Was there perhaps something in the air leading up to the Spring Summer 2023 collections shown at Men’s Paris Fashion Week this year? Not only were many brands surprisingly on the same page as each other when it came to inspiration – gardening, and lawns, are definitely ‘in’ – but also designers seemed to be a little…concupiscent?

Paris Fashion Week has gone au natural. Image: Kimberlee Kessler.

Perhaps the best way to describe the overall vibe of Paris for the past week is to reference the paintings of one Hieronymus Bosch, specifically his infamous triptych The Garden of Earthly Delights. If you’re familiar with the painting, you’ll understand how this ties into the pastoral orgy that was on display: a sumptuous depiction of a garden in full bloom whose narcotic beauty hides the fact that nature is, at any given time, engaged in some of the most riotous acts of sex.

And sex was exactly what we got from Paris, even from the likes of the normally ascetic Thom Browne. Perhaps better known for his strictly monochromatic tailoring or sculptural approach to clothing the body, for Summer 2023 Browne delivered male sex on a platter. Or, in a jockstrap. Still present was the skirts he first brought to the table back in 2017, but these weren’t your usual kilts. These were mini skirts worn over the omnipresent jock, deliberately flesh-baring. Jackets still carried the structured Browne DNA, but shorts were worn low, a butt at every angle. The era of the masculine whale tail? At the end, a cod-pieced cowboy in chaps and a ‘strap signalled that Browne clearly had one thing on his mind – make clothing sexy again.

Thom Browne.

Earlier, at Celine, Hedi Slimane has never been one to shy away from sex but of a different sort to the in-your-face nature at Thom Browne. Slimane’s preference for feline litheness and feral elements has underpinned his work since his days at Yves Saint Laurent and at Celine that has crystallised into a youthful carnality. The collection was a reflexive moment that captured his more than 20 years of design inspired by the world’s various subcultures.

Was it Celine? Some. But it was very much Slimane – a parade of skinny silhouettes, exaggerated shoulders and the mix of leather, lace and denim luxury-grunge that the French fashion designer has made his signature aesthetic. Leather chaps, snakeskin coats and leopard print shirting marched alongside washed denim, cardigans, and camo print. If glam rock, some teddy boys and Nirvana fans wanted to share space, it was here.


Calling back to our original comparison of Bosch’s Garden,¬†if Loewe was to occupy one of the three frames it would be the middle, where humanity begins to discover the delights of the earth. Because what artistic director Jonathan Anderson sought to explore for the Spanish brand’s Spring Summer show was where the distinction between the technological and the natural begins, or ends, and that liminal space where the two coexist. Or co-create, even.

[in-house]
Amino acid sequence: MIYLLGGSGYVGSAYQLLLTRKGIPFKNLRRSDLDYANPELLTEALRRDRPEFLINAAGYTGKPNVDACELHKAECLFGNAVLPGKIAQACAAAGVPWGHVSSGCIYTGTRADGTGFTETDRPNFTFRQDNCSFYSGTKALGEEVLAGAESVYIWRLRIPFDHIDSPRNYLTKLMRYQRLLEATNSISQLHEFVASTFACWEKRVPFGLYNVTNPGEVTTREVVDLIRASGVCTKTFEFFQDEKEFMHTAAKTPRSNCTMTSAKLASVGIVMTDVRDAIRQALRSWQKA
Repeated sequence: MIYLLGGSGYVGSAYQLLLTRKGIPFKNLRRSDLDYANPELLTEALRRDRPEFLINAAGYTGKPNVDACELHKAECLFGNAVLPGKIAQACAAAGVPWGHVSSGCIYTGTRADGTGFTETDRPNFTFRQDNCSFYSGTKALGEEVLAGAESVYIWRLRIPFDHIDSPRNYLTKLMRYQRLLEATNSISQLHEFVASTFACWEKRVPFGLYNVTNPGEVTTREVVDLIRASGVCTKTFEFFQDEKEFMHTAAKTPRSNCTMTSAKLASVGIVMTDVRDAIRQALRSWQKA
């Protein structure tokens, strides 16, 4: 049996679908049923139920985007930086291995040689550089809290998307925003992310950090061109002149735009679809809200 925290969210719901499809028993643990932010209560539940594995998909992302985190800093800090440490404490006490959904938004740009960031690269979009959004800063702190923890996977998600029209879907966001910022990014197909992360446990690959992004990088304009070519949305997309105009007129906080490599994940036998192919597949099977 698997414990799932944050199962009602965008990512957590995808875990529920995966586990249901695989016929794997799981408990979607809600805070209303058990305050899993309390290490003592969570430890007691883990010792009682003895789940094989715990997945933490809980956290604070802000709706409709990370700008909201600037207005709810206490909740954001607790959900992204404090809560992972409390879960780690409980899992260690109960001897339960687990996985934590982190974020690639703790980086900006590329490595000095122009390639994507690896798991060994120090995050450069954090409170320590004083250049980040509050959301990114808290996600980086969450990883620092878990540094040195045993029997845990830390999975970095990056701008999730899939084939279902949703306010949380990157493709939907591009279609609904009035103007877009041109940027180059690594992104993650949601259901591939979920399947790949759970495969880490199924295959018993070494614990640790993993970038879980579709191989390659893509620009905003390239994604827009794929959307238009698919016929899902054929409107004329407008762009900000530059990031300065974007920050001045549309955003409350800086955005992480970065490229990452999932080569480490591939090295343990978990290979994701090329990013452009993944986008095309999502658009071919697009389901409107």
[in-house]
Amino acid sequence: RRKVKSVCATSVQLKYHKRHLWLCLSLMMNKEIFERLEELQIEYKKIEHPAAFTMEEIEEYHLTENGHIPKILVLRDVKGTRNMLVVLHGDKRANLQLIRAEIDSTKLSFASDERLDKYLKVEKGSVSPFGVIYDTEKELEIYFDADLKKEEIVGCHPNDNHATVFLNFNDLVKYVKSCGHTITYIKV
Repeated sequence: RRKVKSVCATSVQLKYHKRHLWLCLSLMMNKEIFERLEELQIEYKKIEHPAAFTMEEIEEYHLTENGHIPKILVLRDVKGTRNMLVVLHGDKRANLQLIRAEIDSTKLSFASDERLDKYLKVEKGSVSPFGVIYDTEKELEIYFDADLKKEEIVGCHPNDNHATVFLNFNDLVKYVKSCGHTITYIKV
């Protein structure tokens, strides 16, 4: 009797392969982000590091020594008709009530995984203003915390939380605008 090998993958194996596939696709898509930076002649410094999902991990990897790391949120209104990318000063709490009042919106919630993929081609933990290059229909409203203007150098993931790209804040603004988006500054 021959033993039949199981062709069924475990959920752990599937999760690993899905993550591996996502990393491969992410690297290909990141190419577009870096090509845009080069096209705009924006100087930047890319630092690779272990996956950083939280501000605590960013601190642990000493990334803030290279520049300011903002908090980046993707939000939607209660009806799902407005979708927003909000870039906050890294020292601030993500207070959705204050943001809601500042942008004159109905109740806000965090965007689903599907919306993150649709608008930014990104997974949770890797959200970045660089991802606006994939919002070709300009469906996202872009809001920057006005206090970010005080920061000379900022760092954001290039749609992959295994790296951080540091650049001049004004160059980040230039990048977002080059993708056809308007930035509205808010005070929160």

Garments – shoes, jackets, trousers – became living surfaces for grass and plant life, which according to the press notes of the show are the result of an experimental process developed in collaboration with Spanish designer Paula Ulargui Escalona. While Anderson, in post-show conversation, hyped up the thought process as it was tied to the concept of technology and nature, it’s hard not to read how this might also be a direct reference to fast fashion’s landfill issue. Below all this, after a little pruning, the clothing themselves were by Anderson’s standards – and recent Loewe collections – paired back.


There was still some familiar pizazz Рpuffed up neck-to-toe coats, a leather jacket that looked like an archeological fossil of modern technology and an entire ensemble that resembled scrunched  plastic Рbut the majority of garments were both wearable and dare I say, simple? An emerald green knit, a denim shirt or even a pair of segmented leather shorts. A collared shirt and trackpants, made entirely from leather, looked both plush and sensual. It was a collection that had an inner life Рliterally and figuratively.

But leave it to Rick Owens to explore the darker side of nature and the third, and final, panel of Bosch’s vision. Owens delivered a show for the end of the world. Literally, with designer dropping flaming globes into the Palais de Tokyo fountain. And how does one dress for the end of the world? With top-to-toe tulle of course, because there will most likely still be bugs.

Rick Owens.

But the rest was pure Owens. The American designer has become a fan favourite for goth and kink scenes for his designs that exaggerate, constrict in layers or reveal the body and overwhelming preference for black or white monochrome. Aesthetically, this is still true. But structurally, Owens has let loose the binds that tie so to speak. Loose-fitting cargos, jackets and coats walked the concrete runway and die-hard fans might find themselves suffering a moment of introspection because colour is now part of the Owens lexicon. Pink, yellow, green and the shimmering fabric that looked like the shall of a scarab (a textile postcard of the designer’s recent trip to Egypt). Yet even now, here, at the apocalypse, it’s clear that Owens remains steadfast in ensuring that those who wear his clothes will still be fornicating their way through the end of days.